When I wound up in a car crash followed by a long recovery I had incredible support. I also encountered people who didn’t always think before speaking. These people have good intentions, but it comes out all wrong. It happens to the best of us. Indulge me in some unsolicited advice on what not to say to those who have been given more than they can handle. (For those of you who are used to more serious posts from me this is more tongue-in-cheek with a side of serious)
When someone is relegated to a hospital bed and has been for months, don’t say, “You have so much time to rest now. Didn’t you say you wanted to be ‘less busy’?”
This isn’t what I meant when I said I needed rest. Being in and out of surgery brings its own brand of busy and I would gladly trade agony in the hospital for my active prior life.
Sometimes it’s best not to relate. An acquaintance said, “I totally thought of you today when I stubbed my big toe. It hurt like hell.”
Hell is toe loss, my friend.
Don’t ever say, “God can still use you.”
Um, what? Still?
Don’t offer up clichés.
It could have been worse.
I don’t know. Losing my limbs and a large portion of skin is pretty bad.
At least you’re alive.
Refer to previous answer.
What doesn’t kill you makes you stronger. Even though I love that new Kelly Clarkson song it doesn’t quite…fit.
God won’t give you more than you can handle. Again, refer to first answer.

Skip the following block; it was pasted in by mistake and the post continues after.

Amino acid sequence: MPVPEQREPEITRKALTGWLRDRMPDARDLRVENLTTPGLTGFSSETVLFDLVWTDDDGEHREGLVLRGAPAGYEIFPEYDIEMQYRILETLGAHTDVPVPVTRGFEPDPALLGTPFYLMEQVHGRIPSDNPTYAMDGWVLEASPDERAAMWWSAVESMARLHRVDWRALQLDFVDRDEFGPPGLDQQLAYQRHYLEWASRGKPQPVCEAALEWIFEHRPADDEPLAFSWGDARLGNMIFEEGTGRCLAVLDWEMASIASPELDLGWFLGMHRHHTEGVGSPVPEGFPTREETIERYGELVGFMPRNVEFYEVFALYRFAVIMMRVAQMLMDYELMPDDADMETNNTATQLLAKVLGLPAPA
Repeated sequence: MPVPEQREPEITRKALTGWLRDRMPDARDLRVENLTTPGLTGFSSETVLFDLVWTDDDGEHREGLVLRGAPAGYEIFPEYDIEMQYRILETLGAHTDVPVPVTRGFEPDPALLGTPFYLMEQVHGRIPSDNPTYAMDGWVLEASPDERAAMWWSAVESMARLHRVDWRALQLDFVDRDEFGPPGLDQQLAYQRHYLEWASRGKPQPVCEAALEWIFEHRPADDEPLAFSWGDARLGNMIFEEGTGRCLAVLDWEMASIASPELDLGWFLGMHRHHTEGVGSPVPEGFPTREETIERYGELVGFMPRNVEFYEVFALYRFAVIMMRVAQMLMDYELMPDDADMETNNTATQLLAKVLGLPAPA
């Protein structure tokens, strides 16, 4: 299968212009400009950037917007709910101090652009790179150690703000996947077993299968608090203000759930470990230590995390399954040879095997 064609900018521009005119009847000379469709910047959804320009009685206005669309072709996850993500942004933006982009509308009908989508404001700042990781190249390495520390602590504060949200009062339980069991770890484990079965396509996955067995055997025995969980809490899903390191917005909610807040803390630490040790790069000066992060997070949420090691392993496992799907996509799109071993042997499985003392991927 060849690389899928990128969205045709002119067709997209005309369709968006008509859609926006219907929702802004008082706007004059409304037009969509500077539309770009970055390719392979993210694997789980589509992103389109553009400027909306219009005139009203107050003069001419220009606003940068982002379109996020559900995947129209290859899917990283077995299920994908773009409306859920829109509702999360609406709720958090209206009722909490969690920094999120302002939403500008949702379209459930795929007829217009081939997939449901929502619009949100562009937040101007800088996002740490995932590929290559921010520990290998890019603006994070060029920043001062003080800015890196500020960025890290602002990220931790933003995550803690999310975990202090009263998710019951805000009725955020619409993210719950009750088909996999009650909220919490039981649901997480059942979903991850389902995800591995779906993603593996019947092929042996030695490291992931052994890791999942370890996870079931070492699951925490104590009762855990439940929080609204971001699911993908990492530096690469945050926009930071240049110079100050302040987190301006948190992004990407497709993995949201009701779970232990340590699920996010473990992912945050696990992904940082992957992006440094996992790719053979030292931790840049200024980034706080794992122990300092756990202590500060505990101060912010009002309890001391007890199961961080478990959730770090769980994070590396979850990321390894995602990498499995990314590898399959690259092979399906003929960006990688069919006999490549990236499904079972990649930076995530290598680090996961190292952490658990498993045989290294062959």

Don’t tell them in an outburst of love that he/she is an angel. We’re not. I’m not. For those of us who are going through trauma we are trying to get through. We do not have wings. We don’t possess superpowers, although we secretly wished and prayed for them. There are no rules for grief and we want to get to the other side in sometimes the only way we know how. By hanging on.
Give the person who is going through the worst time of her/his life grace.
We want to see our loved ones restored and return to their bright, shining selves. We want them to be okay. One afternoon, heart-deep in mourning, Scott asked me, “When will you stop being angry?” I said, “When I stop.”
Know they want to return. They want more than anything to feel good and whole again. In the 2 years after the crash I would often be in my wheelchair, my mind screaming, when? When? Because, my God, I just wanted to feel alive again. And not this half-person I’d become. Your beloved longs to be okay more than you want them to be okay.
Finally, don’t judge. No one is an expert on pain. Love, have patience, and be there.
I’m working on a guide for my book, something practical and helpful to add to the end of my story. A little how-to with some step-by-step. So, this is something I’m trying out. I’ll write a post on what to say/do soon. For now, do you have any advice on what not to say?